5. Sustainment period: The recent redefinition of the sustainment period will make this a critical consideration criterion when selecting a project. USCIS now states that for purposes of determining the date when the two-year period required by the Immigration and Nationality Act (INA) 203(b)(5)(A)(i) begins, they will generally use the date that the requisite amount of qualifying investment is made to the new commercial enterprise and placed at risk under applicable requirements, including being made available to the job creating entity, as appropriate. In addition, from an immigration standpoint, in the unlikely case that investors fulfill this requirement before filing their I-526 petition, they cannot ask the regional center to pay back their capital. Assuming they have filed the petition, and the job-creating entity had the opportunity to deploy the funds into their project, USCIS will have no issue if the investor receives their capital back after a two-year JCE usage of the funds as long as the project-created requisite jobs credited for the investor. Many projects create all required jobs through bridge financing early on, sometimes even before the EB-5 capital raise begins. Investors will have a chance to demand their capital back two years after their funds are deployed in the project if USCIS does not take issue with EB-5 funds refinancing bridge loans responsible for creating the requisite jobs. They still must ensure that the funds are not idle at the NCE level. USCIS would not call that at-risk. The at-risk period will only start once the JCE starts usage. Whether this policy update and clarification will have any practical impact will depend on the investment terms stated in the PPM. We believe that most strong and established project owners, regional centers, and their developer clients will insist on a minimum five-year term for the EB-5 investment with possible extension rights because large-scale construction projects require longer than 2-3 years periods and the longer investment terms stated in the PPM will rule. While cash-strapped risky projects might offer tenors that match the new guidelines, most conservative investors should stay clear from such projects not to assume undue capital repayment risk.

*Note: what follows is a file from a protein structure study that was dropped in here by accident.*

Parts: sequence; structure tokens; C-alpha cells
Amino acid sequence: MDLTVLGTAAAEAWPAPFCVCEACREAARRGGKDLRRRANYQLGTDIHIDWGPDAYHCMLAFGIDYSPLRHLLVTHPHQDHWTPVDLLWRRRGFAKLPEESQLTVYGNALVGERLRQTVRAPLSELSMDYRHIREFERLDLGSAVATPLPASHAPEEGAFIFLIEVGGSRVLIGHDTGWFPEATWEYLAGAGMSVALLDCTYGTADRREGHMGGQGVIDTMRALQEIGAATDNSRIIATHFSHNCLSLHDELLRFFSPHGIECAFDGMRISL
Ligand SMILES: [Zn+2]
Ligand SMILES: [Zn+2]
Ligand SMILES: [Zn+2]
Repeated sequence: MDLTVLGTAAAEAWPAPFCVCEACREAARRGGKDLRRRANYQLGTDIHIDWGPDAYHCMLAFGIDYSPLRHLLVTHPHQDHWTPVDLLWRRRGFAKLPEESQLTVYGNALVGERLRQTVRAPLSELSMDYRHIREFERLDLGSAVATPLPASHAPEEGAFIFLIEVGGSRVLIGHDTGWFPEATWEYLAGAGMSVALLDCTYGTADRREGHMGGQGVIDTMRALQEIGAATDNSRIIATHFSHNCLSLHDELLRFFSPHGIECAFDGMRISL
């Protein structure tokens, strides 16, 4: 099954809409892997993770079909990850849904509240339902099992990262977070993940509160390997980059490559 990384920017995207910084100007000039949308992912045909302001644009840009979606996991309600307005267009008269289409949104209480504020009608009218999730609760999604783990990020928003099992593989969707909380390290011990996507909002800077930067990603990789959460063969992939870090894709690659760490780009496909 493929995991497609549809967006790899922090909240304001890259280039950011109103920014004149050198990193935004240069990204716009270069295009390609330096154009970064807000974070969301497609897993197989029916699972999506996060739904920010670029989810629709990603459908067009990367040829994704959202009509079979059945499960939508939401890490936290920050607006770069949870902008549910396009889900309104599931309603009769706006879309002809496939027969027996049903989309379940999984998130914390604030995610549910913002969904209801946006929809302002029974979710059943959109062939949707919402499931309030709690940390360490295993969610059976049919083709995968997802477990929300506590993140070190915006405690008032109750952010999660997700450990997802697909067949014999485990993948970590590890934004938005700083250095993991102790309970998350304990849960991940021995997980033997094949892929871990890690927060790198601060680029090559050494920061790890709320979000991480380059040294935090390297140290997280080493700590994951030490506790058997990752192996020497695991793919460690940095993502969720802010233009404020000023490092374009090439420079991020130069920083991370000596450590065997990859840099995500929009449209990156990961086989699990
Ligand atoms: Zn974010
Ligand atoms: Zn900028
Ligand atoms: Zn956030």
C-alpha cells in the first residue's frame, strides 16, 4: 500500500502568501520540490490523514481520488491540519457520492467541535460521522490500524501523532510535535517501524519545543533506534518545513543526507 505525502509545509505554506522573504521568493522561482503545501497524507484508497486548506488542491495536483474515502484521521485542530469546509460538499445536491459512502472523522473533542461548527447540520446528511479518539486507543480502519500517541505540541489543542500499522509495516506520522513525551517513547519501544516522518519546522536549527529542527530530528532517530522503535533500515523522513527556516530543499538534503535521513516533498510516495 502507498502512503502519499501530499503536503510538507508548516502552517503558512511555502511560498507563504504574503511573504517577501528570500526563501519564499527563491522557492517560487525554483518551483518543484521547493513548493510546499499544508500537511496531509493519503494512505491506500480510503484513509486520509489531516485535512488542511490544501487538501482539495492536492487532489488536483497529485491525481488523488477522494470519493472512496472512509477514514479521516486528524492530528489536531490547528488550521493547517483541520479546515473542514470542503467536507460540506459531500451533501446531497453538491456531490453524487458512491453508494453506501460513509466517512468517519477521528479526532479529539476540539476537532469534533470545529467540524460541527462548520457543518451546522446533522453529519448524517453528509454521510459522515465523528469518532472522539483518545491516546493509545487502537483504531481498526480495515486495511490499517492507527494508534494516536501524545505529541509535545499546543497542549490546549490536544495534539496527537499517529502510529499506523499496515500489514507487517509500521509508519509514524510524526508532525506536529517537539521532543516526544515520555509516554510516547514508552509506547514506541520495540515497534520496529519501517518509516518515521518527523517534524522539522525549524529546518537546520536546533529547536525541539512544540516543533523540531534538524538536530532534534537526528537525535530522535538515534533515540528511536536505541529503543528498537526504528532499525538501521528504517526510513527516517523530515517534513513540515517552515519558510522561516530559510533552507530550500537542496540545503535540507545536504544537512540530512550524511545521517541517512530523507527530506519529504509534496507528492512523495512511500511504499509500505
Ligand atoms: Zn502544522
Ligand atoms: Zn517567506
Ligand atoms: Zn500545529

6. Regional Center due diligence: Investors should look at the track record of the RC, including years in the business, projects completed, the number of applicants processed, green cards granted, and capital repaid. The same scrutiny should be performed on the developer using the funds extended to the JCE.

Kate Kalmykov, Global Co-Chair, Immigration & Compliance Practice
Marko Issever, CEO, America EB-5 Visa LLC
William B. Mack, Co-Chair, Financial Regulatory and Compliance


Greenberg Traurig
America EB5 Visa